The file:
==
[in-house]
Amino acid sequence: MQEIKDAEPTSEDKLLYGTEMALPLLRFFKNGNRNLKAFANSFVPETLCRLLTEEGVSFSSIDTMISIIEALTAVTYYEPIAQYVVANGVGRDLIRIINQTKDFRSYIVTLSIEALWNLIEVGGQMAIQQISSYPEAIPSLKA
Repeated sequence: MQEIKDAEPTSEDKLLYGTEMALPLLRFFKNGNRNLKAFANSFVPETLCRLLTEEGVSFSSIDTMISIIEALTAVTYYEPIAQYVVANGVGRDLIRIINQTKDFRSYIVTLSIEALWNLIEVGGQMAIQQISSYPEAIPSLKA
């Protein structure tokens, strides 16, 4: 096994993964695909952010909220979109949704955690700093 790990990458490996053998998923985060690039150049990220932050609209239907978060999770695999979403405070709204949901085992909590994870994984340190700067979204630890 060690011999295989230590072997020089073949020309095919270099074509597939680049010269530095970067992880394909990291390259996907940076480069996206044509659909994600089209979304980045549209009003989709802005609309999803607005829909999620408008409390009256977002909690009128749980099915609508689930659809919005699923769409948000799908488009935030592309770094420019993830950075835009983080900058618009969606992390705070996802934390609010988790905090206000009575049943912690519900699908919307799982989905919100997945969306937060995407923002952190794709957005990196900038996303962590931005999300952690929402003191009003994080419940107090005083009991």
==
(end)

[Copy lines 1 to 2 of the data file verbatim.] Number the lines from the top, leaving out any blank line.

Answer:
[in-house]
Amino acid sequence: MQEIKDAEPTSEDKLLYGTEMALPLLRFFKNGNRNLKAFANSFVPETLCRLLTEEGVSFSSIDTMISIIEALTAVTYYEPIAQYVVANGVGRDLIRIINQTKDFRSYIVTLSIEALWNLIEVGGQMAIQQISSYPEAIPSLKA